As you would expect, I spend a very high percentage of my time surrounded by religious believers of various kinds -- especially academic leaders from the middle of the evangelical Protestant world (and Eastern Orthodox folks from my own parish). When you do what I do, this means that I spend a lot of my time listening to religious believers complain about the state of American journalism. In return, they listen to me argue that mainstream journalism isn't perfect (we live in a sinful, fallen world), but that the classic American approach to journalism has more strengths than weaknesses and that it beats the alternatives.
I mean, do you want to live in a world in which journalism is defined as Rush Limbaugh yelling at Jon Stewart? OK, please don't answer that one.
Truth be told, there are a great many things that non-journalists do not understand about life in a real newsroom. For example, I have found that very few news consumers understand that reporters do not write the headlines that grace (or twist) their stories. Many, many, many people do not understand that there is a difference -- OK, there is supposed to be a difference -- between a hard-news story on A1 and an op-ed column in the editorial pages. Many people turn on MSNBC or Fox News and do not understand that there are different editorial standards for the basic news programs than there are for the spin-spin-spin talk festivals led by the high-profile blowhards. (Read this timely piece by Ted Koppel and weep.)
So where am I going with this? For many readers, you see, journalism contains more than its share of mysteries and some are rather aggravating.
Let's say you are in Douglas Country, Oregon, and you pick up your copy of The News Review and note the following story about yet another clash between a religious believer and a government office, between gay rights and religious liberty. Here's the top of the story, which echoes events in several other settings across the nation:
A federal jury is scheduled to decide in the spring whether a Douglas County clerk was wrongly fired after she objected on religious grounds to registering same-sex couples as domestic partners.
Kathy Slater, who worked for the county for more than a decade before she was dismissed in February 2008, is seeking unspecified damages and attorney fees. A judge recently ruled that the lawsuit, which was filed last year in U.S. District Court in Eugene, can go to trial, rejecting a county motion to dismiss the suit as unfounded.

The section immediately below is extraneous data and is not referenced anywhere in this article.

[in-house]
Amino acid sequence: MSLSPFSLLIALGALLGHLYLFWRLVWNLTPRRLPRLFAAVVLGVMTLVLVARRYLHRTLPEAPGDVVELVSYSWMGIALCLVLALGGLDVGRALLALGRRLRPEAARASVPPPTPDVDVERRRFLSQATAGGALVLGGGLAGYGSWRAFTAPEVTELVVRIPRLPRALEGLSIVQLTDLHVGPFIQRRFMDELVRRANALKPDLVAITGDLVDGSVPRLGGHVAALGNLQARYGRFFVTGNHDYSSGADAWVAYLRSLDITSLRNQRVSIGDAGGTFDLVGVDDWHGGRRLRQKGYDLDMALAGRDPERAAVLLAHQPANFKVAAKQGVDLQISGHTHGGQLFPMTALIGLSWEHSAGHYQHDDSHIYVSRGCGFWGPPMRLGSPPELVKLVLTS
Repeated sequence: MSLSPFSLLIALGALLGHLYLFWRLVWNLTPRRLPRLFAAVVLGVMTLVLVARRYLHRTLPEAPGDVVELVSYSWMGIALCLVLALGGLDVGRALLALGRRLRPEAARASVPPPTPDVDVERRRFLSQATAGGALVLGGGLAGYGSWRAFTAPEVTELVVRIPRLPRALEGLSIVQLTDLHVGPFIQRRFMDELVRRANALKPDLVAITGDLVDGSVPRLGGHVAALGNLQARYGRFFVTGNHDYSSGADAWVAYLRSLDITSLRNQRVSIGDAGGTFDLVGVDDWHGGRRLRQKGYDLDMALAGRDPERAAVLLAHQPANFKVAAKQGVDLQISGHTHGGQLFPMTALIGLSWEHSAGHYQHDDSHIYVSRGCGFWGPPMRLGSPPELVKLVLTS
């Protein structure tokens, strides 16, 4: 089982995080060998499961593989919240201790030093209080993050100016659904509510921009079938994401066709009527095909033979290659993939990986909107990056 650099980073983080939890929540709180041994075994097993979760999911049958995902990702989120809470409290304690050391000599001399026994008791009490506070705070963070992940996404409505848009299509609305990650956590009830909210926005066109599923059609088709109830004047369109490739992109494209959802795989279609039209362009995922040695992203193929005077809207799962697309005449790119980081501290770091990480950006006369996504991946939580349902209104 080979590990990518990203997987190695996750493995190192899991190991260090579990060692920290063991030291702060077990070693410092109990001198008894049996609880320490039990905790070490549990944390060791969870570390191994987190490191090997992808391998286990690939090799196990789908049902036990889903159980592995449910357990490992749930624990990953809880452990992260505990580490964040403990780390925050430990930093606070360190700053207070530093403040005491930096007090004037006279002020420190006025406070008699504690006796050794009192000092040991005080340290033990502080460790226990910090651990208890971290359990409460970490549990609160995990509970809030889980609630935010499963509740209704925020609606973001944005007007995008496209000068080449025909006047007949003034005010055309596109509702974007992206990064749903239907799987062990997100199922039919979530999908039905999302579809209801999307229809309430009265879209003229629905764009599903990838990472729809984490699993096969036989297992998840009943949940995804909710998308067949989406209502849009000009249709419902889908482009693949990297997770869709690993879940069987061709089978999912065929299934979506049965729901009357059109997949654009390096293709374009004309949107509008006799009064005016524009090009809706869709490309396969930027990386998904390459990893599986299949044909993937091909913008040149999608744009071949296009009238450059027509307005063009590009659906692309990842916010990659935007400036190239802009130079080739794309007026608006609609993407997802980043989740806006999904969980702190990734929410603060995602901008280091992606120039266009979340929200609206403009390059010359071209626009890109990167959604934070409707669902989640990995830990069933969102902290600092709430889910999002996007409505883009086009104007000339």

Slater, 49, contends the county could have accommodated her "sincerely held religious belief" by having the other five clerks in the office register same-sex couples, which takes about 10 minutes per couple.
County Clerk Barbara Nielsen said granting Slater's request would have posed an undue hardship on her office. It would have meant pulling clerks away from other duties and could have caused couples to wait. As a result, Nielsen said she was not legally obligated to accommodate Slater.
Now, I understand that the phrase "sincerely held religious belief" is a direct quotation, although I would predict that the clerk said "beliefs" -- plural. I also predict, based on previous cases, that Slater faced another issue in her workplace. What are the odds that the office, logically enough, also had a firm conflict-of-interest policy in which clerks were required to refer cases to another clerk if there was any chance that their own beliefs might negatively impact their handling of cases? In other words, a Catch 22.
But we don't know that. We do know that Slater is a conservative Christian, due to material that is clearly reported in the story. Now read the following passage closely and make sure that you read until the final zinger.
(Slater) said she objected to homosexual activity because it's an "abomination." In her deposition, Slater said registering same-sex couples would have made her feel she was condoning homosexuality.
"I knew in my heart I couldn't do it," she said in the deposition.
Slater, who attended Boise Bible College in Boise, Idaho, for two years in the 1980s, said she was guided by the Bible, which she described as the "truth."
Now, the "abomination" quote is biblical material. It's possible that the clerk put that term in a more broadly defined context or maybe she didn't. It may be that the reporter thought it was a simple statement of her opinion and did not know that this believer was using a biblical term. To say that this is a controversial issue is a wild understatement.
So, no scare quotes there. The use of those quotes wasn't a journalistic abomination.
No, the quotation marks that probably raised a few eyebrows are a few sentences later -- when readers are given the shocking news that Slater believes that the Bible contains "truth."
Raise your hand if you think that the sentence in question could have ended after the word "Bible."
Now, raise your hand if you are surprised that religious believers -- liberal and conservative -- in a wide variety of faith traditions believe that their scriptures contain "truth."
Well, there go a few more newspaper subscriptions. Sigh.